You Are Reading

We Broke Up – What Happens Now?


By Emma Raho. Staff Writer

Breaks ups absolutely suck. Whether it’s a total shock or your relationship has been rocky for a while, it still feels like a punch in the guts when it finally happens. Getting your life back on track in the highly emotionally charged aftermath can take quite a bit of effort. We’ve come up with a few pointers that will hopefully help you on your way.


Do get support from your closest, most trusted friends. I’m talking about the people who truly have your back and who know you better than you know yourself. The people who are going to in equal amounts comfort you, but also lay down the hard word when you need it. These are the good folk who bring you Ben and Jerry’s at 11pm and talk to you until the wee hours if that’s what you need. They are human gold, keep them close.

Don’t spill your soul on social media for the world to see. As tempting as it is to write a big status about how you were wronged by that bastard, or how your mama warned you about that bitch, the only result is making a fool of yourself and attracting nosy parkers like a flock of seagulls around discarded chip paper. People will be desperate for the gory details but they don’t necessarily care about you. However, that said don’t isolate yourself, fall off the grid and refuse to deal with what’s happening either. If you bottle it up too much you’ll explode like an emotional Coke n Mentos bomb. There’s a fine line to walk here and that is why we need our friends.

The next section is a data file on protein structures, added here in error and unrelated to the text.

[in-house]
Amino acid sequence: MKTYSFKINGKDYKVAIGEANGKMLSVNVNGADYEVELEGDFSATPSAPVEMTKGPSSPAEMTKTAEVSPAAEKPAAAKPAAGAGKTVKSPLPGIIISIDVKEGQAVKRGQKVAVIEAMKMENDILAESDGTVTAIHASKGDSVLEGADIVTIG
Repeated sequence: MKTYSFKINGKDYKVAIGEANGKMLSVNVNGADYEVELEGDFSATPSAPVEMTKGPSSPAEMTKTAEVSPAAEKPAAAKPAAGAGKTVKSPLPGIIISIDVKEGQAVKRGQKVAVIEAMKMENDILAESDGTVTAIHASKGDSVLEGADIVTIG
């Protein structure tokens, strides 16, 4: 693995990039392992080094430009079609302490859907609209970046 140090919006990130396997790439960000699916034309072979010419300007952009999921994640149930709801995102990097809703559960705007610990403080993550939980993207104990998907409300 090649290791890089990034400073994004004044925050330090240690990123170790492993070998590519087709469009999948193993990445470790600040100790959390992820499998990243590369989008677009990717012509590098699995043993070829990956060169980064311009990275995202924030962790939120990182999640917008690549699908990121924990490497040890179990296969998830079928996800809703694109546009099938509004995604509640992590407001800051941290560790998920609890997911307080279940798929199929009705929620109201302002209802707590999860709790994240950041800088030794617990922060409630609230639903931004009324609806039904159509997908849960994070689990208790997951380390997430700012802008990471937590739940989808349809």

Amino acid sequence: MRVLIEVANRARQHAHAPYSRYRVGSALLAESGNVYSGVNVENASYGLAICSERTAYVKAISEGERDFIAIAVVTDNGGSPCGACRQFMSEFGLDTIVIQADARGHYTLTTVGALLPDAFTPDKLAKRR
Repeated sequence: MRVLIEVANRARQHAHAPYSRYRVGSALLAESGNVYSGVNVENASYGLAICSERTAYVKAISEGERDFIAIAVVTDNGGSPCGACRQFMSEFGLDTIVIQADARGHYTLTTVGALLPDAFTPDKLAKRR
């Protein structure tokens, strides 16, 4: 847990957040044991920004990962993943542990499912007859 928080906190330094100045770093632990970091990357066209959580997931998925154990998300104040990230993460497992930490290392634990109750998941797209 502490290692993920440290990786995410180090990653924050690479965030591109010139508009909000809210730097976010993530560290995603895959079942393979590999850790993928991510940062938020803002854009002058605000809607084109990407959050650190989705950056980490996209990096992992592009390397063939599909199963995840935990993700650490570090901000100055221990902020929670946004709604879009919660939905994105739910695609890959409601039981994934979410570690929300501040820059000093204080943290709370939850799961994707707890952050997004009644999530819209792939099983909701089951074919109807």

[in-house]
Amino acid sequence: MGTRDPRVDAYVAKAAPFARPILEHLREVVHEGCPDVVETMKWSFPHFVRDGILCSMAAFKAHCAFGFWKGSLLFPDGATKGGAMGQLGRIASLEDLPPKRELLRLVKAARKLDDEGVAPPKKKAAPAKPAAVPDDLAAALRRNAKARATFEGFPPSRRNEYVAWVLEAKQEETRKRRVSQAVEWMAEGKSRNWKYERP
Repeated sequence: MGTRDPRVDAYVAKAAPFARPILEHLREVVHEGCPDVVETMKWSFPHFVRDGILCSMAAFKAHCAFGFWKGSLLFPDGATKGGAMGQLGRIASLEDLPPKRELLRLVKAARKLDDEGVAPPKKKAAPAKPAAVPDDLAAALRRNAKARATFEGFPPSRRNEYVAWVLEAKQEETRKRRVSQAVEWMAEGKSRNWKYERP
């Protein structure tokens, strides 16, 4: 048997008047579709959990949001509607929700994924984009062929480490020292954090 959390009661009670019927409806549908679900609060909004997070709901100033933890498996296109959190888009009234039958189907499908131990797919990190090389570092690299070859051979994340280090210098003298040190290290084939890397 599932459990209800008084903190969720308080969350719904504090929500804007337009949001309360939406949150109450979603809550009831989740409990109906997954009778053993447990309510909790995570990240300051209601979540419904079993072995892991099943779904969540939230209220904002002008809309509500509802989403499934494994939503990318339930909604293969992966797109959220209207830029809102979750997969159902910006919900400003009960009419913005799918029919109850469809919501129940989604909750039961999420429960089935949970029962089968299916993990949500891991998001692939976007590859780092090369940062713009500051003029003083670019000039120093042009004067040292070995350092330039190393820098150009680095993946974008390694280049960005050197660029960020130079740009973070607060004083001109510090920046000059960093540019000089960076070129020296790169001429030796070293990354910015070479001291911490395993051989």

Do try and distract yourself with something you enjoy doing like drawing, running or anything that puts you in a positive mind frame and makes you feel accomplished. Spend time with good people, reconnecting and having fun. Sometimes the best and most cathartic thing you can do is sit around your friend’s kitchen table just talking about nothing in particular and reminiscing over old times. 

Don’t sink to the bottom of a bottle. “Whooo I’m single let’s get pissed and sleep around” looks kinda fun in the movies but the execution usually leaves you feeling worse.  Alcohol is a depressant plus hangovers are not conducive to working through big emotions in any kind of healthy way. The last thing you need is right now is to kayak to a deeper level of fuckery on a river of booze. Sleeping with a random can also, perversely, make you miss your ex more. There’s nothing wrong with consensually getting your rocks off with no strings attached but if you’re in an emotional state it will be awful and awkward. Don’t do it.


Do try and focus yourself. We’ve all got a billion commitments but saying yes to everything is just going to leave you stressed on top of being emotionally strung out. Don’t be afraid to put some stuff on hold and just do the things you want to do for a while.

Don’t give yourself a strict timeline. People heal at their own rate. Thinking you should be at a certain stage in the grieving process by a certain time is self sabotaging your process. Some people are already over the relationship when it ends and move on relatively quickly, others have to deal with huge feelings of shock, hurt and/or betrayal which they have to move on from. Both are perfectly valid and normal so don’t overthink it and work at your own speed.